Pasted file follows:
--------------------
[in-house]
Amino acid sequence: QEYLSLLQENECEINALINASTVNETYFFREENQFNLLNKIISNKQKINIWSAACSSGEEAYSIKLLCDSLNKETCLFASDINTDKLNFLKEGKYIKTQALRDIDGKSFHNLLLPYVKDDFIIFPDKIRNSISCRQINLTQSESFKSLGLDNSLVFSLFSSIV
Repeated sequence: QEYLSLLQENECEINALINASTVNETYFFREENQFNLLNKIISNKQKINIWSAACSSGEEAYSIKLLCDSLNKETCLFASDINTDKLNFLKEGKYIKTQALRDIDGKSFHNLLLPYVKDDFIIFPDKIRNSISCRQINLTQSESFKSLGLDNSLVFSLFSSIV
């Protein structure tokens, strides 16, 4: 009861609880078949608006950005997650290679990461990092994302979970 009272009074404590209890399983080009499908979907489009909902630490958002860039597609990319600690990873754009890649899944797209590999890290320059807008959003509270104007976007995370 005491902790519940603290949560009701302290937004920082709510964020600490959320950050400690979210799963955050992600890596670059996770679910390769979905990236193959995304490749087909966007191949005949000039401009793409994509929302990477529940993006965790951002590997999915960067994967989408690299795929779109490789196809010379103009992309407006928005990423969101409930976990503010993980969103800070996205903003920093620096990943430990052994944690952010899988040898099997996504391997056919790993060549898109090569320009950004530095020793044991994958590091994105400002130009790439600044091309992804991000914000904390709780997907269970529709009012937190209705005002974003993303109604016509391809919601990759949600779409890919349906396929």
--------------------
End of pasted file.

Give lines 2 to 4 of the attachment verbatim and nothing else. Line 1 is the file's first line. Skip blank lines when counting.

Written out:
Amino acid sequence: QEYLSLLQENECEINALINASTVNETYFFREENQFNLLNKIISNKQKINIWSAACSSGEEAYSIKLLCDSLNKETCLFASDINTDKLNFLKEGKYIKTQALRDIDGKSFHNLLLPYVKDDFIIFPDKIRNSISCRQINLTQSESFKSLGLDNSLVFSLFSSIV
Repeated sequence: QEYLSLLQENECEINALINASTVNETYFFREENQFNLLNKIISNKQKINIWSAACSSGEEAYSIKLLCDSLNKETCLFASDINTDKLNFLKEGKYIKTQALRDIDGKSFHNLLLPYVKDDFIIFPDKIRNSISCRQINLTQSESFKSLGLDNSLVFSLFSSIV
């Protein structure tokens, strides 16, 4: 009861609880078949608006950005997650290679990461990092994302979970 009272009074404590209890399983080009499908979907489009909902630490958002860039597609990319600690990873754009890649899944797209590999890290320059807008959003509270104007976007995370 005491902790519940603290949560009701302290937004920082709510964020600490959320950050400690979210799963955050992600890596670059996770679910390769979905990236193959995304490749087909966007191949005949000039401009793409994509929302990477529940993006965790951002590997999915960067994967989408690299795929779109490789196809010379103009992309407006928005990423969101409930976990503010993980969103800070996205903003920093620096990943430990052994944690952010899988040898099997996504391997056919790993060549898109090569320009950004530095020793044991994958590091994105400002130009790439600044091309992804991000914000904390709780997907269970529709009012937190209705005002974003993303109604016509391809919601990759949600779409890919349906396929």